Biggest Fund Challenges Exxon And Chevron On Climate

Biggest Fund Challenges Exxon And Chevron On Climate

The biggest stock market investor urges ExxonMobil and Chevron to do better in tackling climate change.

The Norwegian wealth fund wants US oil companies to decrease their emissions. The fund holds $1.4 trillion assets. They want more strict emission reduction targets. These companies are in the United States. The fund said this on Friday.

The climate activist group, Follow This, proposed motions for the company annual shareholder meetings next Wednesday. It was said that Follow This would receive support from the company. However, ExxonMobil and Chevron are asking shareholders to reject Follow This' motions.

This organization wants companies to do more. BP, Shell, and TotalEnergies are important. They need to cut more emissions. This includes the gases that come from using their products. Like gas, fuel, and Natural gas. This needs to happen by 2030.

The group wants the companies to set new targets. The new targets would match the Paris climate agreement. The agreement wants to keep the global temperature increase to 1.5 degrees Celsius. The group thinks the new targets would be better.

The founder of Follow This, Mark van Baal, spoke to CNN. He said that the Norwegian fund had a big responsibility. He was surprised that the fund hadn't done the same thing to European energy firms. He talked about shareholder meetings.

"They are telling Shell, BP and Total that they don't need to reduce their emissions in the next ten years. But, next year they should fix it," he said.

At the recent shareholder meetings of BP and Shell, the fund did not support activists' proposals. The meetings were held last month and last week.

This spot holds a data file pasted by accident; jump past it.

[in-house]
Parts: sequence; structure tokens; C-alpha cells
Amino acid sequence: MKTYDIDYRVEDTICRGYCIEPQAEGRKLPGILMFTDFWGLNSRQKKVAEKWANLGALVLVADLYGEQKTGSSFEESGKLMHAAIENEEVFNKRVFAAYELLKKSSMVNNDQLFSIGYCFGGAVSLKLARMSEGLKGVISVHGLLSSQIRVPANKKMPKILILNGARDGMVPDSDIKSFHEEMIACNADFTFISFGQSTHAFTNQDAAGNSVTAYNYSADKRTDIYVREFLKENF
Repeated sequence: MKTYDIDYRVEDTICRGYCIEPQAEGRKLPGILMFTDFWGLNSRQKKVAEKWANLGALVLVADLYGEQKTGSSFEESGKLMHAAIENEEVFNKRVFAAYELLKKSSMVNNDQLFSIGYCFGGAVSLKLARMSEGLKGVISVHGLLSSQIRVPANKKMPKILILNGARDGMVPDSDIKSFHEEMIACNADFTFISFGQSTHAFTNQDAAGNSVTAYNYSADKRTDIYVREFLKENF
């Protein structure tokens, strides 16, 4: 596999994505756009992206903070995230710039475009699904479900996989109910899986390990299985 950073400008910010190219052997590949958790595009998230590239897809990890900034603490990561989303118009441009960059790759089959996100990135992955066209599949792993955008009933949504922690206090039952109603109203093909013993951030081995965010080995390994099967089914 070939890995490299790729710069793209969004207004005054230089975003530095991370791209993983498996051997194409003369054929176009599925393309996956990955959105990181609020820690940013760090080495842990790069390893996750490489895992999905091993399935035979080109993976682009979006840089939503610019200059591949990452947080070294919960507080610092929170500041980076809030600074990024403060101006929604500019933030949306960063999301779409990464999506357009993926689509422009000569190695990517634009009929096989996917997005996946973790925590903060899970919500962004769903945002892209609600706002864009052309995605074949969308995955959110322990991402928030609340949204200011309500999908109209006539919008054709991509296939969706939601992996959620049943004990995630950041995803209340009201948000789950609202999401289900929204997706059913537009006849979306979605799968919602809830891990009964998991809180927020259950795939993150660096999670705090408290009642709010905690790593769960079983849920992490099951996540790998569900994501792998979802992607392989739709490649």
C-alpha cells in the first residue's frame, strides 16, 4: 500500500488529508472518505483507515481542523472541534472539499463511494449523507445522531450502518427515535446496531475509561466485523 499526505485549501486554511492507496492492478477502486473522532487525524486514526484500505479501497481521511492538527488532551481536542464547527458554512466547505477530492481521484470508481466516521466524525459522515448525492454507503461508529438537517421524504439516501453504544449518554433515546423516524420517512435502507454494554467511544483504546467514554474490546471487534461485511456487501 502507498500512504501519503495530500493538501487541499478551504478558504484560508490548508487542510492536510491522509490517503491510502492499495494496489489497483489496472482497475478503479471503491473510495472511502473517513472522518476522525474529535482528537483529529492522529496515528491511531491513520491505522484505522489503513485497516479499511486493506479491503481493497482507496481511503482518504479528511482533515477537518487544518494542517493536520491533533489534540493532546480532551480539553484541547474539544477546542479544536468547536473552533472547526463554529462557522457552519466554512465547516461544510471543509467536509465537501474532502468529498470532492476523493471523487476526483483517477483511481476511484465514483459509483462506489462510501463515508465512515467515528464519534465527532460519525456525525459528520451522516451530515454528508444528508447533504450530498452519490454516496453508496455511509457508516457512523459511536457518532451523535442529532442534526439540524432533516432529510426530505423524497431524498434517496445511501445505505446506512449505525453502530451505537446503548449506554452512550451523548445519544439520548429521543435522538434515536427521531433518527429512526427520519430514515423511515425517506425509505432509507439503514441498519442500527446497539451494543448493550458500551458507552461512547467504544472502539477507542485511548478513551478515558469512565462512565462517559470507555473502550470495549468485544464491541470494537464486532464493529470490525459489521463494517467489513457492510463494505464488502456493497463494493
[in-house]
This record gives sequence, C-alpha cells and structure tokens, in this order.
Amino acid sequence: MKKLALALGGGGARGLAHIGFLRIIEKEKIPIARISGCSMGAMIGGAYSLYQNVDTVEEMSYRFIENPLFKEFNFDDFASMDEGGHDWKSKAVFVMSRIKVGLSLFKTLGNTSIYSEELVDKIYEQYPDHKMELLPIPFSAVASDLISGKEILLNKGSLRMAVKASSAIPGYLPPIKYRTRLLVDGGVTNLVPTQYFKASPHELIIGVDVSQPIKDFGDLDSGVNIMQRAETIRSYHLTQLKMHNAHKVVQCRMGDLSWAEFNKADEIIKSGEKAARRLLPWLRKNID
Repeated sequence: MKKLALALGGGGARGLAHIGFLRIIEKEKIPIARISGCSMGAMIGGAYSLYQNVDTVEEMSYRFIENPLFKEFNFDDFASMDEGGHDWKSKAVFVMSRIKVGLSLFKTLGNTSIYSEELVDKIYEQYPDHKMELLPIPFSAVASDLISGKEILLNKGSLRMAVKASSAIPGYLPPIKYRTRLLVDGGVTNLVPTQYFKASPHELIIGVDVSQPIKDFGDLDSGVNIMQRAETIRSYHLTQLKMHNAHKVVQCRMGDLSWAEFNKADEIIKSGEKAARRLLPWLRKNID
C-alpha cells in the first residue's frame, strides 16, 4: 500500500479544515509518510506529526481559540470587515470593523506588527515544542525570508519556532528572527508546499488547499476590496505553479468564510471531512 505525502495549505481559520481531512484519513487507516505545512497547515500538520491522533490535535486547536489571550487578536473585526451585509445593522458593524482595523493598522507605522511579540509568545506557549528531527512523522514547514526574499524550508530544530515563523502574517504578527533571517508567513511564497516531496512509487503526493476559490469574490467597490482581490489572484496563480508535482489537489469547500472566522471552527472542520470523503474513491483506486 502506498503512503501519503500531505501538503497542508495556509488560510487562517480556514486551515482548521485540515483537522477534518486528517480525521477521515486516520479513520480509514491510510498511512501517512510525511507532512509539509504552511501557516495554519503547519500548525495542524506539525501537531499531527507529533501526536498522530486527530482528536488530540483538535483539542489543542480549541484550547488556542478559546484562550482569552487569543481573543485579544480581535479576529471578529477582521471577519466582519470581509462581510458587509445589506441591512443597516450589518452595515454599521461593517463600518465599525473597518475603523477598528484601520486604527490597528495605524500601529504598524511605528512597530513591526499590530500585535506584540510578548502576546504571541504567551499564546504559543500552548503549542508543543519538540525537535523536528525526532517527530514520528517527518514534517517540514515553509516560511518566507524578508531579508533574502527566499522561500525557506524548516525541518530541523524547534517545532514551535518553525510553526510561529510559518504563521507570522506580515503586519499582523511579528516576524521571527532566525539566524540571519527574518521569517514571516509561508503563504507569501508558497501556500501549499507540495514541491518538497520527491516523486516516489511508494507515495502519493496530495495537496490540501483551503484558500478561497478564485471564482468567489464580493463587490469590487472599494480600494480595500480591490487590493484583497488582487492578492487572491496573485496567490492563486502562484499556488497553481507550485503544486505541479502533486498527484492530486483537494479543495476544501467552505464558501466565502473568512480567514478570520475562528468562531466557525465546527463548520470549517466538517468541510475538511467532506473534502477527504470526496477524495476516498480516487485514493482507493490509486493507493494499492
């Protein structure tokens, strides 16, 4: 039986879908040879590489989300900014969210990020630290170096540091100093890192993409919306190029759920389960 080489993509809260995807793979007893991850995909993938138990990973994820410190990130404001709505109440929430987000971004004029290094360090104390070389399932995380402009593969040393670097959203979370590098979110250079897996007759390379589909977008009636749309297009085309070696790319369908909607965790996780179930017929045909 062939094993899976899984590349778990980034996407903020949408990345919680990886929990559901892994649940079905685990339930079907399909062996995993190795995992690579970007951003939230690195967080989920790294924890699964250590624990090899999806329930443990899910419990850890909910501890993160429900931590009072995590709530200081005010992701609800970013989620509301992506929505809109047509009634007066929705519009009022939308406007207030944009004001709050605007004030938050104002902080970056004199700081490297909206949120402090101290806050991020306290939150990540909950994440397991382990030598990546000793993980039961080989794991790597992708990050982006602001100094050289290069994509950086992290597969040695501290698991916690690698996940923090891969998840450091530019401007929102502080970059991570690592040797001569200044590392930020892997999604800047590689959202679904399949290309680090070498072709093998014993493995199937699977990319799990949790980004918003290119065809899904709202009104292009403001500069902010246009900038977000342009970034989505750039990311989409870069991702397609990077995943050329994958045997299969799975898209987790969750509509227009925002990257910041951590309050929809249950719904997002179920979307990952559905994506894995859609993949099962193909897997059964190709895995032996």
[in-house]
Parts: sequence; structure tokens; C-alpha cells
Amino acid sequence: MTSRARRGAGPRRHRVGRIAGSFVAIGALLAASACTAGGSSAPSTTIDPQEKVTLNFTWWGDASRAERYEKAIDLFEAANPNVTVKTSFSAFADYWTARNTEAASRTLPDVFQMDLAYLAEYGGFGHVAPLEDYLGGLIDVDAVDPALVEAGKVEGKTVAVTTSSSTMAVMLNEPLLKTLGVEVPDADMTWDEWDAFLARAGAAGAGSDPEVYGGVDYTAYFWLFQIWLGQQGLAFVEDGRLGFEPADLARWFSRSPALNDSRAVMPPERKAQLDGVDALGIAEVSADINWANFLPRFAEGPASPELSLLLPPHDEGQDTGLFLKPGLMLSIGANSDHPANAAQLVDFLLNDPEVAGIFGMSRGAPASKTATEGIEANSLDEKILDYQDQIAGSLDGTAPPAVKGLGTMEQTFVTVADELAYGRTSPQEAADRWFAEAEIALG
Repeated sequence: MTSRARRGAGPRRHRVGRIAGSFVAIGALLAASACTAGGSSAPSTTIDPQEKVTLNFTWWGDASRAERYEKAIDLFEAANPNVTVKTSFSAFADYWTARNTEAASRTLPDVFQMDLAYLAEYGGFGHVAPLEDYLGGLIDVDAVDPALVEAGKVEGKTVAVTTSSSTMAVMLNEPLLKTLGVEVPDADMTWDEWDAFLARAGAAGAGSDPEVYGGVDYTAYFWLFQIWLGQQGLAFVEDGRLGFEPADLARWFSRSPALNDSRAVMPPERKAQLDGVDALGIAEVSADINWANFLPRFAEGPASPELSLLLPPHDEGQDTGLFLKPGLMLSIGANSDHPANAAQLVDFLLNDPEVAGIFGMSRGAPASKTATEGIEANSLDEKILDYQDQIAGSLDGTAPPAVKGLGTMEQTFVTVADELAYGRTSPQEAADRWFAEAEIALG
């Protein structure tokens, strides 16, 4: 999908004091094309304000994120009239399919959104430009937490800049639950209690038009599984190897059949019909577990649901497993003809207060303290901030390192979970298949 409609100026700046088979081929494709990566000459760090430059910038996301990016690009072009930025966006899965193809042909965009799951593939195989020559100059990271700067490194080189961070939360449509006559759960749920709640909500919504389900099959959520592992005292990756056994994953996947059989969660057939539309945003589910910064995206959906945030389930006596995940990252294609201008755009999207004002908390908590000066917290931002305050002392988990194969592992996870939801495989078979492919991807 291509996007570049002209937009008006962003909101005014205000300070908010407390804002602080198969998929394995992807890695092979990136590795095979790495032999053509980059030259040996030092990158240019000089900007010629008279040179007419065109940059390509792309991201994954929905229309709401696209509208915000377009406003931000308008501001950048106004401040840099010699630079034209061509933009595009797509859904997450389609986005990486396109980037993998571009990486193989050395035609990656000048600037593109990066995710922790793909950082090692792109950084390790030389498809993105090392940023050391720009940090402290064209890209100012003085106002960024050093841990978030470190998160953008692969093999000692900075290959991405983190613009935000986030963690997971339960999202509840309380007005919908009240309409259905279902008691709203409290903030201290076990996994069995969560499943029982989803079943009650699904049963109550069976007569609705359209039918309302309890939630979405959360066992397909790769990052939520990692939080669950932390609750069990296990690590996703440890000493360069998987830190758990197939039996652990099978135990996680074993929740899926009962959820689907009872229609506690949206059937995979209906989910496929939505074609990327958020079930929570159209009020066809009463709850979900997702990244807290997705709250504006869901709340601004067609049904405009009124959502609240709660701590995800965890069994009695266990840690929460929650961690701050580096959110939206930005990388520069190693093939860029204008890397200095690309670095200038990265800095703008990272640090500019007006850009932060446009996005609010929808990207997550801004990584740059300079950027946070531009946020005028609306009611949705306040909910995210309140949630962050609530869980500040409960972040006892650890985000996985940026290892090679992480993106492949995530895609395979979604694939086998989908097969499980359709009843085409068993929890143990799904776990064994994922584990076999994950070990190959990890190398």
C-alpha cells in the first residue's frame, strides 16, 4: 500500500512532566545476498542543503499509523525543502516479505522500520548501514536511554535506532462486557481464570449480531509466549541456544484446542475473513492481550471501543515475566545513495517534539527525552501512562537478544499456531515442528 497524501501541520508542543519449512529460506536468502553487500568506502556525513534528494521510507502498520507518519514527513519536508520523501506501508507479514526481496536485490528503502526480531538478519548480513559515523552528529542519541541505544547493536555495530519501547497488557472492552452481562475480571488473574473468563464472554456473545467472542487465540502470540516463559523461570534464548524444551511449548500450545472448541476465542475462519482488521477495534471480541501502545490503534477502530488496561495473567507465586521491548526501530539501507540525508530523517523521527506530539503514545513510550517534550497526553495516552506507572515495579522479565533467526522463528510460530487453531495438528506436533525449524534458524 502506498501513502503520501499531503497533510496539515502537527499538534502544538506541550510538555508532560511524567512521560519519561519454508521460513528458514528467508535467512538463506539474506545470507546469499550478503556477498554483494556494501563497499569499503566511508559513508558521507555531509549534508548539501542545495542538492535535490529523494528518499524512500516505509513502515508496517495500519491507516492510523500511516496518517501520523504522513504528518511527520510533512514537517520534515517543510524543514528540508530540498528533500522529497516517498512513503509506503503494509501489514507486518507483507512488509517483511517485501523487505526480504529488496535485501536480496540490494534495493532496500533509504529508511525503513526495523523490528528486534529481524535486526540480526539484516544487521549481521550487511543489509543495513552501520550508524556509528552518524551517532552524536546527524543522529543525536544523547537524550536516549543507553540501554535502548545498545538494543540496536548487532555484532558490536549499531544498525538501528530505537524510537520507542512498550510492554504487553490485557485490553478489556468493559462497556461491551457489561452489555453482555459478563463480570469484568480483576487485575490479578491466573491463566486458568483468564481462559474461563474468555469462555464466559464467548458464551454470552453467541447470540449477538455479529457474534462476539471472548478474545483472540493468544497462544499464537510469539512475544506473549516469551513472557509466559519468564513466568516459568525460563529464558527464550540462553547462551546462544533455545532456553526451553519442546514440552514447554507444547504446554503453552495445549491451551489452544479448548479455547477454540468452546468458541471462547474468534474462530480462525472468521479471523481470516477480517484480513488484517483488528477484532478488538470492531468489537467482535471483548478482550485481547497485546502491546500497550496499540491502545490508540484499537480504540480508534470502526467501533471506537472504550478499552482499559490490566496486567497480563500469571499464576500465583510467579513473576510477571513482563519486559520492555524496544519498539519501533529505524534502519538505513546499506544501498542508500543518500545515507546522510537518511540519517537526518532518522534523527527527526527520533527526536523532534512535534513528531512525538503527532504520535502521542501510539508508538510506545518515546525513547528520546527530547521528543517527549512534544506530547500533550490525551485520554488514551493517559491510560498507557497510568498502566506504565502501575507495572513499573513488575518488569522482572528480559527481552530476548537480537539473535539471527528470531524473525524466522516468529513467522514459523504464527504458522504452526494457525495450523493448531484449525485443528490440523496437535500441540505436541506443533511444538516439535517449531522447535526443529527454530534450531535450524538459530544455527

The fund's chief corporate governance officer is Carine Smith Ihenacho. On Friday, she told the Financial Times that BP and Shell have good scope 3 targets and transition plans.

On its website, the fund stated that it planned to vote with TotalEnergies against activist proposals. The vote would take place during the company's annual shareholder meeting on Friday. The proposals were related to "scope 3".

Reportedly, French riot police prevented climate protestors from entering a TotalEnergies shareholders meeting in Paris. The protestors numbered in the hundreds. They wanted to prevent shareholders from attending.

ExxonMobil sent a letter to shareholders last month. The letter said the company has not set "scope 3" targets. ExxonMobil thinks that setting these targets would make oil and gas companies sell their assets. This would reduce the products that society needs.

We are determined to lessen greenhouse gas emissions, says the company.

Chevron wants to cut down on its carbon emissions by 5% within the next 5 years. They're aiming to achieve that goal using a 2016 baseline and targeting "scope 3" emissions, which is quite important. Despite this, they're telling shareholders to say no to activist proposals.

Chevron told shareholders in a letter that the proposal would mean making their business smaller.

CNN asked for ExxonMobil and Chevron's response to Norway's wealth fund voting intentions. Norway's wealth fund gets its money from oil and gas and has shares in lots of companies in many countries. It has $790 billion in equity holdings. ExxonMobil and Chevron didn't respond right away.

The newest fund data claims it has a 0.86% part in Chevron and a 1.13% part in ExxonMobil.

On Friday, the fund said that Chevron CEO Mike Wirth and ExxonMobil CEO Darren Woods should resign as chairmen of their companies' boards. The fund thinks that two different people should do the top jobs.

The fund stated on its website that the board must be impartial when making decisions about the company and shouldn't rely on management.

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